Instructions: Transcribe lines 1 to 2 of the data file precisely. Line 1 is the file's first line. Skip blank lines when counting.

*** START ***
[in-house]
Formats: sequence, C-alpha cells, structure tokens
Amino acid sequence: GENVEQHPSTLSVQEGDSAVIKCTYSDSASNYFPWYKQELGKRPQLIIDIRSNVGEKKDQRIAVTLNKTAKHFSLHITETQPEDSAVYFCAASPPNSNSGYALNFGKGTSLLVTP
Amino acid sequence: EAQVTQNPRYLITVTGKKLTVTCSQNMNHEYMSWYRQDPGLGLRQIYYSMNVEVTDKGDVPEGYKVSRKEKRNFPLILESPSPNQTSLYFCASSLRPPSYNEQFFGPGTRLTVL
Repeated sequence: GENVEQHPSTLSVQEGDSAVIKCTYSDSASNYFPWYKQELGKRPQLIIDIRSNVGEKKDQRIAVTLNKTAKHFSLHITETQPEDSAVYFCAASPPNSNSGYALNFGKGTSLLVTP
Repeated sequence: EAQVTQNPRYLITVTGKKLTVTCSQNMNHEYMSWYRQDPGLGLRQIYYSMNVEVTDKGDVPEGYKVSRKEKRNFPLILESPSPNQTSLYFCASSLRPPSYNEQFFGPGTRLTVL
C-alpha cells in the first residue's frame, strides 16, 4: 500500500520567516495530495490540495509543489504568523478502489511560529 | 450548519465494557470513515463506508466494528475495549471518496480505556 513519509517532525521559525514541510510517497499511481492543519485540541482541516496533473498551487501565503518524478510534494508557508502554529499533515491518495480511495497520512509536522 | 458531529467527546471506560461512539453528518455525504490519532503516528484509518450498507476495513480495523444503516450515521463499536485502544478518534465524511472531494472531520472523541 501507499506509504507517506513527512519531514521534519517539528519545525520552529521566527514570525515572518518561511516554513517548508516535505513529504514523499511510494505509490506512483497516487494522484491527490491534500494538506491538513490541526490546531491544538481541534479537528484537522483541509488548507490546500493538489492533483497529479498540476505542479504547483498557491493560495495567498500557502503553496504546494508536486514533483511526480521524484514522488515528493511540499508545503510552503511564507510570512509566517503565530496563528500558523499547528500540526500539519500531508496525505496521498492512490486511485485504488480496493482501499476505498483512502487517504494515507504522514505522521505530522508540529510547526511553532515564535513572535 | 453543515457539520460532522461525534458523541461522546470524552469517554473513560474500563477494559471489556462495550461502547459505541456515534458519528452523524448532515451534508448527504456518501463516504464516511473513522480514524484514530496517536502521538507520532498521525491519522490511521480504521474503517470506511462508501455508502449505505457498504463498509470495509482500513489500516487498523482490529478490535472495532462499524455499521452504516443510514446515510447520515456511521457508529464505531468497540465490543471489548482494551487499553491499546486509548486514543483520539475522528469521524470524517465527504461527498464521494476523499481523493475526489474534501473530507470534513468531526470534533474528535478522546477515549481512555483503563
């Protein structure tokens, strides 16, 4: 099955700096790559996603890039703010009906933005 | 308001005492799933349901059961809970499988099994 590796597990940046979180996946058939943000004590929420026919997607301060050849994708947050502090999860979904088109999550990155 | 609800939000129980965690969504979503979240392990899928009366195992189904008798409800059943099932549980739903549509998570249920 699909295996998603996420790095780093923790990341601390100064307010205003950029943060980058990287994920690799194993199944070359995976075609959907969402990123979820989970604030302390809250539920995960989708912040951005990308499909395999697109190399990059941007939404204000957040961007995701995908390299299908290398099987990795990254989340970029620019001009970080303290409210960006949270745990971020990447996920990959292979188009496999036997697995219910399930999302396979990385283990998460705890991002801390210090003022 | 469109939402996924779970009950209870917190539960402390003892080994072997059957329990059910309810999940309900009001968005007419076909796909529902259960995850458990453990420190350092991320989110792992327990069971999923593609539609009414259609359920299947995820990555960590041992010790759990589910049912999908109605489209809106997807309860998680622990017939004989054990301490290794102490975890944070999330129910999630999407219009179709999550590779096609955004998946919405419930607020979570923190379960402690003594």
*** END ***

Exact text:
[in-house]
Formats: sequence, C-alpha cells, structure tokens